Happy New Year! (Update)
I was discussing my previous blog entry (Happy New Year!, January 1, 2008) with some friends the other night. As the discussion progressed, we found ourselves discussing other movies that had some sort of religious controversy. When the discussion got around to Narnia, I mentioned that I had made the decision not to let my children see the film. My friend made a comment that, indirectly, asked whether I was being hypocritical when I claimed that I believed that people should make up their own minds (rather than letting others make decisions for them) while I made the decision not to let my children see the film.
The question caused me to stop and think for a moment. Was my position hypothetical? After reflecting for a few moments, I realized that my position was entirely consistent. I had heard that Narnia was a Christian allegory that could be viewed in some respects as antisemitic. Yet, rather than simply following what others said, I went to see the film with an open mind. (For my brief review of the film, please see my movie review website.) It was only after actually seeing the film and thinking about its content that I decided that it was not appropriate for my kids (at least at the time; as my kids have gotten older and started asking intelligent questions about religion, I'm more inclined to let them see Narnia and discuss some of the issues).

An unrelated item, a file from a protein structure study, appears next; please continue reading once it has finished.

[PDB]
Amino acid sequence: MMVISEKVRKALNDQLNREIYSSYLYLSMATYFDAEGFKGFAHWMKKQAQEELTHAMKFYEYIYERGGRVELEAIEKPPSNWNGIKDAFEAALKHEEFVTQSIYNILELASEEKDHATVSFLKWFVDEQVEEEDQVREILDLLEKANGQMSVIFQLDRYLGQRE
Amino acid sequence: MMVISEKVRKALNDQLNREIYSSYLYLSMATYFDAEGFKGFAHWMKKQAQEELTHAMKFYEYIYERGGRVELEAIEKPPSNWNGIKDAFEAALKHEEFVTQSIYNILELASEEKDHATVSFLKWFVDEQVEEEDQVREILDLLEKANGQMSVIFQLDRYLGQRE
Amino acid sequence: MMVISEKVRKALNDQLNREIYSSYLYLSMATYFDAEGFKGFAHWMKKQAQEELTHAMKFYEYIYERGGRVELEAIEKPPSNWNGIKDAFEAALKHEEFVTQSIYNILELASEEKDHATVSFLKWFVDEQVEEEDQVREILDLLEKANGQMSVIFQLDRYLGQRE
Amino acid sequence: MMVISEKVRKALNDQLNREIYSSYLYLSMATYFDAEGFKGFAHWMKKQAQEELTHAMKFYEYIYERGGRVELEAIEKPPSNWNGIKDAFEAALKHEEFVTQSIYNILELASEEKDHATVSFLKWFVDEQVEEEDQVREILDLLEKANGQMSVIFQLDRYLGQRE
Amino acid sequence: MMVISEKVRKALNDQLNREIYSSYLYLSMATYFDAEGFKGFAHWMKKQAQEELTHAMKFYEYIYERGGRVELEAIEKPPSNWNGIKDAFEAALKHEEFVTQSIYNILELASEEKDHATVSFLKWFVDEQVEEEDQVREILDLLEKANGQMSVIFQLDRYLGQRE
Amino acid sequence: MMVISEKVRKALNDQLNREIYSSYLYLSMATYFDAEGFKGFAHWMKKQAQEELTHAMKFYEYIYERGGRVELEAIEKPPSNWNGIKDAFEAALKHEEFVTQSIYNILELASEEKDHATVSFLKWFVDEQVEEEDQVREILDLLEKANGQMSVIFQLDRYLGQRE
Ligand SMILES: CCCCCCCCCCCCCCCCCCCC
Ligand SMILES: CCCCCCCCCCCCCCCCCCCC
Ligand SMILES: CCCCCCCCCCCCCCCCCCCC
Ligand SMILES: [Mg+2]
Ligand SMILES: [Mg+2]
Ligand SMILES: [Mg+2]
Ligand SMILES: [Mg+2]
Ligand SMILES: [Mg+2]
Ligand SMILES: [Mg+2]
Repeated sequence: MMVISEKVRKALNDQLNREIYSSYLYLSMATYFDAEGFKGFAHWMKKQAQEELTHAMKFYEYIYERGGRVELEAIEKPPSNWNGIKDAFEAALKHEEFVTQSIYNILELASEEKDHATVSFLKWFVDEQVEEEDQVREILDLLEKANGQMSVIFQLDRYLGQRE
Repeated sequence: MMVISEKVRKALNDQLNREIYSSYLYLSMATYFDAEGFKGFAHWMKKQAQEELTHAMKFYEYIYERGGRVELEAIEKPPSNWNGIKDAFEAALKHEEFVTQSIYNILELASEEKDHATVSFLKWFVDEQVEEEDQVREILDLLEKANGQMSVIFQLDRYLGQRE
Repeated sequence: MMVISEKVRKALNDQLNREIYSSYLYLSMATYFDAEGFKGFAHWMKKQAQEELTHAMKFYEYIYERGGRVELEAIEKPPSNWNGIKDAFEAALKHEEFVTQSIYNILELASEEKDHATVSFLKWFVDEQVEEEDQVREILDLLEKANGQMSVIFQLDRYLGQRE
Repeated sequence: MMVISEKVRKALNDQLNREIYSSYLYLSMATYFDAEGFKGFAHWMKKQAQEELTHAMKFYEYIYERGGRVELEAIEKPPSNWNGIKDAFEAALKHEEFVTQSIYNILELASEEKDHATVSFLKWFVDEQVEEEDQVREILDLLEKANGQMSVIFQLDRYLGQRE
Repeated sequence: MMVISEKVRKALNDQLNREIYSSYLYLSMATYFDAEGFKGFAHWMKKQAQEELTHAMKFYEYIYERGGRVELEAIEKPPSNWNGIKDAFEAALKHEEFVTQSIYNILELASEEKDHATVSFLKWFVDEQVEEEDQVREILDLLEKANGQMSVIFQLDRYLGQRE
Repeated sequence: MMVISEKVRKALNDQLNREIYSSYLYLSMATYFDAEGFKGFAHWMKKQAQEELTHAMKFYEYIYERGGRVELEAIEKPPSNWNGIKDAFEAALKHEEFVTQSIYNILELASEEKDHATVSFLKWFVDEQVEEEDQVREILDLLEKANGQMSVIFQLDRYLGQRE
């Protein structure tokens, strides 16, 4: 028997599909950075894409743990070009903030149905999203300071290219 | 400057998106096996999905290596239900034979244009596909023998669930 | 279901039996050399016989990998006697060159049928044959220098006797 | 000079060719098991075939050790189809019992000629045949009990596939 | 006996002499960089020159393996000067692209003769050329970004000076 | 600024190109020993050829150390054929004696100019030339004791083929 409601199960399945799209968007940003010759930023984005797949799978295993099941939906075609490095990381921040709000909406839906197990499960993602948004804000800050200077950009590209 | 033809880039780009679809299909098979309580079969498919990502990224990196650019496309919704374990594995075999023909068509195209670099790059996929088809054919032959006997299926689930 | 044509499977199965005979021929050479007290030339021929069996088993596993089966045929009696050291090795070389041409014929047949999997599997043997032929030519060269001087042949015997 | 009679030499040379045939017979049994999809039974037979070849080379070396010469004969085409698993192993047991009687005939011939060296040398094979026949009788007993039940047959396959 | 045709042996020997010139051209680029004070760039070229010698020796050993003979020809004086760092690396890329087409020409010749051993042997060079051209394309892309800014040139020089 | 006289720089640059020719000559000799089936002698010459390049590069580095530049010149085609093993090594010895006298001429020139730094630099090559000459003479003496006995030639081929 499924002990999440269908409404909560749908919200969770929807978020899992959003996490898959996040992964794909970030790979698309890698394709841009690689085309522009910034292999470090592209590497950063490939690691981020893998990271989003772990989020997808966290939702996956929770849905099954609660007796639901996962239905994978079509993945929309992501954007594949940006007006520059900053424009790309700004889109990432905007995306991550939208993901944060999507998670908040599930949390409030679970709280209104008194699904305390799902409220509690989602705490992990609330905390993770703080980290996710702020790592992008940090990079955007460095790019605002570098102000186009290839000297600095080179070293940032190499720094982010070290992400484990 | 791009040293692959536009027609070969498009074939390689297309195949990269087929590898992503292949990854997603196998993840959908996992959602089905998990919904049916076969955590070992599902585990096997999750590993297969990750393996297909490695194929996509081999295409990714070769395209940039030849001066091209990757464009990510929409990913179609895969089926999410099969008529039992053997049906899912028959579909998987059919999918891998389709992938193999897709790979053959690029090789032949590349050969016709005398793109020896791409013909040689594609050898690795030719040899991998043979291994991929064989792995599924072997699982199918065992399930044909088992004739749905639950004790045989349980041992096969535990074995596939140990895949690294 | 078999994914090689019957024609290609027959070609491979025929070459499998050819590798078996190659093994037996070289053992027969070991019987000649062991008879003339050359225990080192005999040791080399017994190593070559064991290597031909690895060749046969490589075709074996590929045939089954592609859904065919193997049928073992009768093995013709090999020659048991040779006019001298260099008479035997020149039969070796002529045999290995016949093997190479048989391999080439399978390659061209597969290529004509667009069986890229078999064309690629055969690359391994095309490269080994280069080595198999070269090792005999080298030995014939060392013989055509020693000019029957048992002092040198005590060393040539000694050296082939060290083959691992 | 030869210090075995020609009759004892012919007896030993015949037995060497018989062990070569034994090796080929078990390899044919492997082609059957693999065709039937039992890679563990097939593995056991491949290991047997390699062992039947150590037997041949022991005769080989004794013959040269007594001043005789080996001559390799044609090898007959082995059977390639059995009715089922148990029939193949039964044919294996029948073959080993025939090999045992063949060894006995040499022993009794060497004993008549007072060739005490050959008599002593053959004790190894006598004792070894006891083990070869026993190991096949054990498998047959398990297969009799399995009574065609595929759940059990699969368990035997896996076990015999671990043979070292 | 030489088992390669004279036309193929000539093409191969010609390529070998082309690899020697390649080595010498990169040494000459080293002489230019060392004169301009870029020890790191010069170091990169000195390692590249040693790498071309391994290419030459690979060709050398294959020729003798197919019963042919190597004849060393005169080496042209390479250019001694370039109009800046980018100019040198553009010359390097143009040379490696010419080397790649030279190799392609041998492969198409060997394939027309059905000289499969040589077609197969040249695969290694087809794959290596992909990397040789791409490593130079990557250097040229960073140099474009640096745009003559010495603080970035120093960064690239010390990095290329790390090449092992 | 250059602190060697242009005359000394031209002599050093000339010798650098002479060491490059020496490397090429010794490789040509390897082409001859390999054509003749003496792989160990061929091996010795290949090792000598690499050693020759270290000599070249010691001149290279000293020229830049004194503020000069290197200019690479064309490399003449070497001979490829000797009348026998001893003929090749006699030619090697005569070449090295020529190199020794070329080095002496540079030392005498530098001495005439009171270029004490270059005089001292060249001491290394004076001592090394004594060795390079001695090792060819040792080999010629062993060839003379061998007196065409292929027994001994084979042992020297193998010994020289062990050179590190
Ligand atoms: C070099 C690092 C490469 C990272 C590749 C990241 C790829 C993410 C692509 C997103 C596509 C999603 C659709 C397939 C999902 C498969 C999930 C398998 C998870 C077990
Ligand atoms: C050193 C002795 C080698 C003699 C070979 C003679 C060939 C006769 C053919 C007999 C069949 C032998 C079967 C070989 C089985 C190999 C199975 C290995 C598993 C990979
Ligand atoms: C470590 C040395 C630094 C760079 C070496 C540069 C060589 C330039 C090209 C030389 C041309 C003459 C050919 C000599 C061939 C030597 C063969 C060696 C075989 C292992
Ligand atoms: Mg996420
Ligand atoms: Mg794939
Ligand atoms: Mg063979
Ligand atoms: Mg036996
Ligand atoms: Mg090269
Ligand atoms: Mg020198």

So why is my decision not to let my children see the film not inconsistent with my observation that people should not rely upon others to tell them what they should or should not see? Simple: Because I am a parent and I am making a decision for my children. By definition, children are not old enough to make certain decisions for themselves; that, in part, is the parent's role. Now, were I to have made the decision without having seen the film first, then I would have had no basis upon which to make my decision, and that would have been wrong. In other words, adults should not rely upon others to tell them which films to see or not to see (at least on the basis of content; of course there's nothing wrong with letting a critic offer suggestions as to whether a movie is good or worth seeing), but adults must make those decisions for their children. But, in order to make their decisions, parents should not simply rely upon what someone else tells them.
Which of course brings me right back to the original theme. It is up to each and every one of us to exercise his or her own ability to think independently and make appropriate decisions on the basis of that independent thought. Perhaps that idea is naive and some people simply can't exercise that degree of self-judgment, but if I'm naive in that way, then I guess that makes me an optimist for the power of the human mind.